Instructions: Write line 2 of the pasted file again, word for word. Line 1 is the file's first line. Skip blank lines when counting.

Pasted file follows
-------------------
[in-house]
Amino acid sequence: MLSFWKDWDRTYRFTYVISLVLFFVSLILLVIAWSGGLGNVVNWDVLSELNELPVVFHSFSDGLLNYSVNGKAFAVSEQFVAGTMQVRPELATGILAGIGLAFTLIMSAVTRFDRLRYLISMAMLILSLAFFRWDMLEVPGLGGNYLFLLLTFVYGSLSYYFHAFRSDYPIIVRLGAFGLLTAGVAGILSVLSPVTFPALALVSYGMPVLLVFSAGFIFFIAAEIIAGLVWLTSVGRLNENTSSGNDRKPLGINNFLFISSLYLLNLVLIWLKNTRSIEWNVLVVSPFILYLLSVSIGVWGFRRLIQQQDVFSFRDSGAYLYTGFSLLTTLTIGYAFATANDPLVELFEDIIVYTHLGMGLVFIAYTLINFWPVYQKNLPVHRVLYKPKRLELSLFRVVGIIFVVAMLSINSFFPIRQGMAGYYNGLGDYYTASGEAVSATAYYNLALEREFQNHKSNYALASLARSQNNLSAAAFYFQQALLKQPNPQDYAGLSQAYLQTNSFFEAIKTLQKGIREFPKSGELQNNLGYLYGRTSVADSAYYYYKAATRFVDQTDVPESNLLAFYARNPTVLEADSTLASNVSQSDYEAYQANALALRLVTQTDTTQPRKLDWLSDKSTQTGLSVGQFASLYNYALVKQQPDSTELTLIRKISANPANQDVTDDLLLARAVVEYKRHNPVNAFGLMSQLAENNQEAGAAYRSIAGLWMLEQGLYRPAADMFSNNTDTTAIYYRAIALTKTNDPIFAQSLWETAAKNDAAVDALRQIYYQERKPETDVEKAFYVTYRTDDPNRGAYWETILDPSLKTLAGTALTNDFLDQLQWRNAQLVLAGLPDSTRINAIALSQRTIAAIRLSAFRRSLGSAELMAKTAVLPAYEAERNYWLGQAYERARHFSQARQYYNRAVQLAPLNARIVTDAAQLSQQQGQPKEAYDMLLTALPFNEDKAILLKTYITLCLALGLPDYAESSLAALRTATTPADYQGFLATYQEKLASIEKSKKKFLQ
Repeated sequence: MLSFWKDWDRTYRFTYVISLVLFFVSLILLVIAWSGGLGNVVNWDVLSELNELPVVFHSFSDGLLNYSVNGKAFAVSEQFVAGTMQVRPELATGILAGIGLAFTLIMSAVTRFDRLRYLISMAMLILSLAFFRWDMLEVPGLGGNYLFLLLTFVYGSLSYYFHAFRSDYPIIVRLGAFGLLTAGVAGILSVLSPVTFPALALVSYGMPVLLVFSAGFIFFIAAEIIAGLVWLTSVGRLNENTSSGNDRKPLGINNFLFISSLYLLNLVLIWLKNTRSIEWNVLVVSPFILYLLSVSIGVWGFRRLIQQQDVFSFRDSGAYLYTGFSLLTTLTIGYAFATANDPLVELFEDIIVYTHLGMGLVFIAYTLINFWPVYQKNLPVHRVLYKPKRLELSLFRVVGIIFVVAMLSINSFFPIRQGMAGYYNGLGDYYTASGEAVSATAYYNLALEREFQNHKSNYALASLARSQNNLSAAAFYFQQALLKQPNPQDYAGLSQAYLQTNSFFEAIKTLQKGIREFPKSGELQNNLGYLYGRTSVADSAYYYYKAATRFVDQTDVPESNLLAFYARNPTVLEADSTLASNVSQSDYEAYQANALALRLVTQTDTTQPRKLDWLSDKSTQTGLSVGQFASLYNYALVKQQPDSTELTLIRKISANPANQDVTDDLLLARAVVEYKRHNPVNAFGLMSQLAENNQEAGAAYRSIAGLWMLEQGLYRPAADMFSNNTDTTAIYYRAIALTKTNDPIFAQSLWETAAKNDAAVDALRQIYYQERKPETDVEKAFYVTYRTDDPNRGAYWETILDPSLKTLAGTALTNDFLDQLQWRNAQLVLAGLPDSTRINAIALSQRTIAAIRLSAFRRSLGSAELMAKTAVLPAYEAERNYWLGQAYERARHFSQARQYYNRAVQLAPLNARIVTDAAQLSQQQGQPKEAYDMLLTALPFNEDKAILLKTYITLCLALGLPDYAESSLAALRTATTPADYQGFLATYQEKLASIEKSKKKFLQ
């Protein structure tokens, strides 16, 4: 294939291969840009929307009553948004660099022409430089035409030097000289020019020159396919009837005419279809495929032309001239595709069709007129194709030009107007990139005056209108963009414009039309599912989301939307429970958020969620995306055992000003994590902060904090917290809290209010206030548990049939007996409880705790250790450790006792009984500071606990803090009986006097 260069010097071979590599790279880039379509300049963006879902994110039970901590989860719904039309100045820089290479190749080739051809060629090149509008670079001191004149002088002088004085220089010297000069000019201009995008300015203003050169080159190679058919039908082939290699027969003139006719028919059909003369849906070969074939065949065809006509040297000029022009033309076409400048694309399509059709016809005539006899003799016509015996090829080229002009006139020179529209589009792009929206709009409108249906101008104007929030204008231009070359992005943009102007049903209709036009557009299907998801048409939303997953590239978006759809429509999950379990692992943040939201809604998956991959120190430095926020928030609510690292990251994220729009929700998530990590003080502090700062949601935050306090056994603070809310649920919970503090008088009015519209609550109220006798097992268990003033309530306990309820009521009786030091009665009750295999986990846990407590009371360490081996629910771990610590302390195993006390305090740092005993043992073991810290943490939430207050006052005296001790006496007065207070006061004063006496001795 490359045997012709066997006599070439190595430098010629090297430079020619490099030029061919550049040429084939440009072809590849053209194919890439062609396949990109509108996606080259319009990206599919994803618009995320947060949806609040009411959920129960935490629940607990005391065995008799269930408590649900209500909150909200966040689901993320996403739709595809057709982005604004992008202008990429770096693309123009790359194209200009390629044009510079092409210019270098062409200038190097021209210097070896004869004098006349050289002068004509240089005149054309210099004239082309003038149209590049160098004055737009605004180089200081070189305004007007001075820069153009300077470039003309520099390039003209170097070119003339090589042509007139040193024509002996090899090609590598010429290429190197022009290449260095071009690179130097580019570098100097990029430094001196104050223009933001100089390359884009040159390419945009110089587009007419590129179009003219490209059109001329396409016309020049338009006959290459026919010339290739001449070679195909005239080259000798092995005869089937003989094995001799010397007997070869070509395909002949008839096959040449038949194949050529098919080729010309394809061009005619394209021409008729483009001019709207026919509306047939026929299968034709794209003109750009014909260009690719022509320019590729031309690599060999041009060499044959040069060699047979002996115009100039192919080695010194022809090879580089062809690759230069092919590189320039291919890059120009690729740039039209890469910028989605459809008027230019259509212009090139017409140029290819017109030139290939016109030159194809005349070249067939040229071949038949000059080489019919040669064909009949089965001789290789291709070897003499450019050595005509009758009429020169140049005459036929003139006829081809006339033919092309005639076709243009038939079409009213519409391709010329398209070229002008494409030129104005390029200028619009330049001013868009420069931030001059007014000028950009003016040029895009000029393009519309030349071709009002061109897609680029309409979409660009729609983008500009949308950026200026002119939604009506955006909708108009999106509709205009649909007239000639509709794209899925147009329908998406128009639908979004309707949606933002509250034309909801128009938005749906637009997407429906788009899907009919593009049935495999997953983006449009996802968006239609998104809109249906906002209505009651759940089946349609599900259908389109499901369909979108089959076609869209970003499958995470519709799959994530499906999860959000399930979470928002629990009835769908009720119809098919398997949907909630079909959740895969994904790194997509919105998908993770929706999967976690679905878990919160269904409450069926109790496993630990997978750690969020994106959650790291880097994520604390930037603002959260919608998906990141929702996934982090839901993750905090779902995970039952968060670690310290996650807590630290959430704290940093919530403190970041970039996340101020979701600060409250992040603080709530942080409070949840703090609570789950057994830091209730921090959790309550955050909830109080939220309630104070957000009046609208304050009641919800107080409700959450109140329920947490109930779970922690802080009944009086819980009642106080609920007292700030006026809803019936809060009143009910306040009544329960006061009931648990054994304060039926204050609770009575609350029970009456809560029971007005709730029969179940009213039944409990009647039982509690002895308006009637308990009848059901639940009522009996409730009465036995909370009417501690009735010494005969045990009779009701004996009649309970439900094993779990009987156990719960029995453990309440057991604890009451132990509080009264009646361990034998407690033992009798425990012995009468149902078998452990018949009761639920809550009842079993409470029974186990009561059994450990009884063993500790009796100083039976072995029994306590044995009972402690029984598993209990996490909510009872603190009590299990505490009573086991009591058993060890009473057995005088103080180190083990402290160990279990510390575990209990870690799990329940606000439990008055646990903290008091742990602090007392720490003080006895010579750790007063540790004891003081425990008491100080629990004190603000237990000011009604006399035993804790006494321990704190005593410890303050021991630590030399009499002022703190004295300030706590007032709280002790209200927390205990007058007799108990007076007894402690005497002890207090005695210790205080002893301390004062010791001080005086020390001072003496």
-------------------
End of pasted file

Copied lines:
Amino acid sequence: MLSFWKDWDRTYRFTYVISLVLFFVSLILLVIAWSGGLGNVVNWDVLSELNELPVVFHSFSDGLLNYSVNGKAFAVSEQFVAGTMQVRPELATGILAGIGLAFTLIMSAVTRFDRLRYLISMAMLILSLAFFRWDMLEVPGLGGNYLFLLLTFVYGSLSYYFHAFRSDYPIIVRLGAFGLLTAGVAGILSVLSPVTFPALALVSYGMPVLLVFSAGFIFFIAAEIIAGLVWLTSVGRLNENTSSGNDRKPLGINNFLFISSLYLLNLVLIWLKNTRSIEWNVLVVSPFILYLLSVSIGVWGFRRLIQQQDVFSFRDSGAYLYTGFSLLTTLTIGYAFATANDPLVELFEDIIVYTHLGMGLVFIAYTLINFWPVYQKNLPVHRVLYKPKRLELSLFRVVGIIFVVAMLSINSFFPIRQGMAGYYNGLGDYYTASGEAVSATAYYNLALEREFQNHKSNYALASLARSQNNLSAAAFYFQQALLKQPNPQDYAGLSQAYLQTNSFFEAIKTLQKGIREFPKSGELQNNLGYLYGRTSVADSAYYYYKAATRFVDQTDVPESNLLAFYARNPTVLEADSTLASNVSQSDYEAYQANALALRLVTQTDTTQPRKLDWLSDKSTQTGLSVGQFASLYNYALVKQQPDSTELTLIRKISANPANQDVTDDLLLARAVVEYKRHNPVNAFGLMSQLAENNQEAGAAYRSIAGLWMLEQGLYRPAADMFSNNTDTTAIYYRAIALTKTNDPIFAQSLWETAAKNDAAVDALRQIYYQERKPETDVEKAFYVTYRTDDPNRGAYWETILDPSLKTLAGTALTNDFLDQLQWRNAQLVLAGLPDSTRINAIALSQRTIAAIRLSAFRRSLGSAELMAKTAVLPAYEAERNYWLGQAYERARHFSQARQYYNRAVQLAPLNARIVTDAAQLSQQQGQPKEAYDMLLTALPFNEDKAILLKTYITLCLALGLPDYAESSLAALRTATTPADYQGFLATYQEKLASIEKSKKKFLQ